The trial may have overtaken with appalling suddenness. The hurricane may have swept your loved one down in the midst of brightest sunshine. The summons may have come at the time when the joy of your heart could be least spared; when most prized, most needed. It may have been a cherished life, rich with the promise of usefulness to the Church or the world. It would seem as if some anticipated piece of music had scarce its prelude or overture played, when the voices in a moment ceased; the music is hushed, the lights are extinguished; the program only begun when ended. With the drooping and blighting of that tender flower, your present feeling is—
"There's not on earth the living thing
To which the withered heart can cling."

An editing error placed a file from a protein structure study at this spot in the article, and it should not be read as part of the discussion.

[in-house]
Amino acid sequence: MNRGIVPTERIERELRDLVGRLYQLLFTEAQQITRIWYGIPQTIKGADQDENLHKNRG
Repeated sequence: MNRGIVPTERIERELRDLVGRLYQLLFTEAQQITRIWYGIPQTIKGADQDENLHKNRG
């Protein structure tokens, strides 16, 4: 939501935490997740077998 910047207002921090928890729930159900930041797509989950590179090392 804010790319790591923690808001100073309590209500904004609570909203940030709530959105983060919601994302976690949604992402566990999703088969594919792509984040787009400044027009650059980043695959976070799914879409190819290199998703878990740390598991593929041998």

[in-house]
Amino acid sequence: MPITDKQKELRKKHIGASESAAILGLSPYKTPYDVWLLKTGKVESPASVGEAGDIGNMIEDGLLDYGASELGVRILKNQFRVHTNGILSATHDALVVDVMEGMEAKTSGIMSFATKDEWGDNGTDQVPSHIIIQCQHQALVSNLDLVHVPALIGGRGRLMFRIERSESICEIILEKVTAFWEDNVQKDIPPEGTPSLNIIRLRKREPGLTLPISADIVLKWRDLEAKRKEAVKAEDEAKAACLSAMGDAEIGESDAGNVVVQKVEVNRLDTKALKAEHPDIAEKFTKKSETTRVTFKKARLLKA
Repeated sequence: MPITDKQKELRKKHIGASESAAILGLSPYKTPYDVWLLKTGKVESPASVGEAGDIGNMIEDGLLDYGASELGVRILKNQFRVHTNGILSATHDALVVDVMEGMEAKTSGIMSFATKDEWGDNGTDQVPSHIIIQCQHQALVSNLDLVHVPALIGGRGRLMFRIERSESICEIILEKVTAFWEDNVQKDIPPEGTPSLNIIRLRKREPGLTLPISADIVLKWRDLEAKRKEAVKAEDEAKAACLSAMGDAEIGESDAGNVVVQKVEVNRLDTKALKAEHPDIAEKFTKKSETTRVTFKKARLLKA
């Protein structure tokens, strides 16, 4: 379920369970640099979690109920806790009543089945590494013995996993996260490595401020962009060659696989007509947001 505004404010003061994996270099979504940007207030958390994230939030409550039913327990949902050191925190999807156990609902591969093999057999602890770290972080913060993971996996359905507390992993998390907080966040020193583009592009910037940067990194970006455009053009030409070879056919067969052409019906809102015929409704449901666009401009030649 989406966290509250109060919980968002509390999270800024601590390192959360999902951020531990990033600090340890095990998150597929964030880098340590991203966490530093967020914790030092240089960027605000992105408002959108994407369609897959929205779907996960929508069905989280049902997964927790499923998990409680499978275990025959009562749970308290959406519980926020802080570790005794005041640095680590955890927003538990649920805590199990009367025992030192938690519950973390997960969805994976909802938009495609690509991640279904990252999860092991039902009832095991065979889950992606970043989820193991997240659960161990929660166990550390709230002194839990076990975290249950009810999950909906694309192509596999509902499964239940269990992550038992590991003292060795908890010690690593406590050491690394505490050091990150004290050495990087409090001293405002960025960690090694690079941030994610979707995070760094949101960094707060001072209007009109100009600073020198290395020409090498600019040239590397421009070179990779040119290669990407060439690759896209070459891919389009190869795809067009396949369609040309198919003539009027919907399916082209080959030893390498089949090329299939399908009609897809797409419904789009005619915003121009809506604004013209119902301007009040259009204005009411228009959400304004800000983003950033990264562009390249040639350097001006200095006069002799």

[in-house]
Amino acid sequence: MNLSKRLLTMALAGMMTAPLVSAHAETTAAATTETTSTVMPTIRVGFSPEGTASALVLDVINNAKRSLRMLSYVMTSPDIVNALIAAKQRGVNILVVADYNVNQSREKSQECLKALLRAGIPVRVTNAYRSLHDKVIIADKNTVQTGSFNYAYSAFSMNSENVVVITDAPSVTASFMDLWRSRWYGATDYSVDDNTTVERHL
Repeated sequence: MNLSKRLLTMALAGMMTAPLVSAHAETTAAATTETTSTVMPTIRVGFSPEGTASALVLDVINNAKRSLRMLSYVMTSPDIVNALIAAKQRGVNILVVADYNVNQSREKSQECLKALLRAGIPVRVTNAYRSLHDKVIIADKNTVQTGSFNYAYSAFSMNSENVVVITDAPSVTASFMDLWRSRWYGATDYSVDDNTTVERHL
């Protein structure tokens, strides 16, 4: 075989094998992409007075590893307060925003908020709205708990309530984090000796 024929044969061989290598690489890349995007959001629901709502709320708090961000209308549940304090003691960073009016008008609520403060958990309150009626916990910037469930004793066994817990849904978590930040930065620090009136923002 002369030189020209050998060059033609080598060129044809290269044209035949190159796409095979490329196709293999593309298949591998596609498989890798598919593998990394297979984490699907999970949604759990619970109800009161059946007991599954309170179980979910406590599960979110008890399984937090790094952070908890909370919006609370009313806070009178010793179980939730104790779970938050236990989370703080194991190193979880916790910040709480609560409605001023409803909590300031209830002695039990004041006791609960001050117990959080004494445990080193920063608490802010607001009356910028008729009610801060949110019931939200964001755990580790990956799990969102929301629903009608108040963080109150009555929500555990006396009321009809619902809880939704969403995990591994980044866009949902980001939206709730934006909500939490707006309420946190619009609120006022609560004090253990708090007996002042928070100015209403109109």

How altered your feelings amid the world's familiar din and bustle! The unsympathizing crowd, all unconscious of what is transacting within your threshold, are hurrying by as before. They are exchanging with one another the same joyous recognitions, they are clad in the same gay attire, the same merry chimes mark the passing hour; and yet, to you, all is sicklied over with enduring sadness; every scene and association which whispers gladness to others, wakes no response but that of sorrow in your heart. The silent chamber!—it echoes to your lonely voice. The happy fireside circle!—there is a vacant seat. The favorite walk—the cherished haunt!—the smile that made it so, is gone. Ah! life has indeed become like the "flat, bare, oozy tide-mud, when the blue sparkling wave, with all its company of gliding boats and white-winged ships, the music of oars and chiming waters, has gone down." Your mind is filled with ten thousand conflicting feelings, to which you dare not give utterance; the holy visions of the past flitting before you like shadows on the wall; the future all darkness and mystery. Your pining spirit, in the first gush of its bitterness, turns away, refusing to be comforted; the feelings of an old sufferer are too truthfully the transcript of your own—"Call me not Naomi; call me Mara, for the Almighty has dealt very bitterly with me" (Ruth 1:20). In one terrible sense is the Scripture saying expounded, "Old things have passed away, and all things have become new."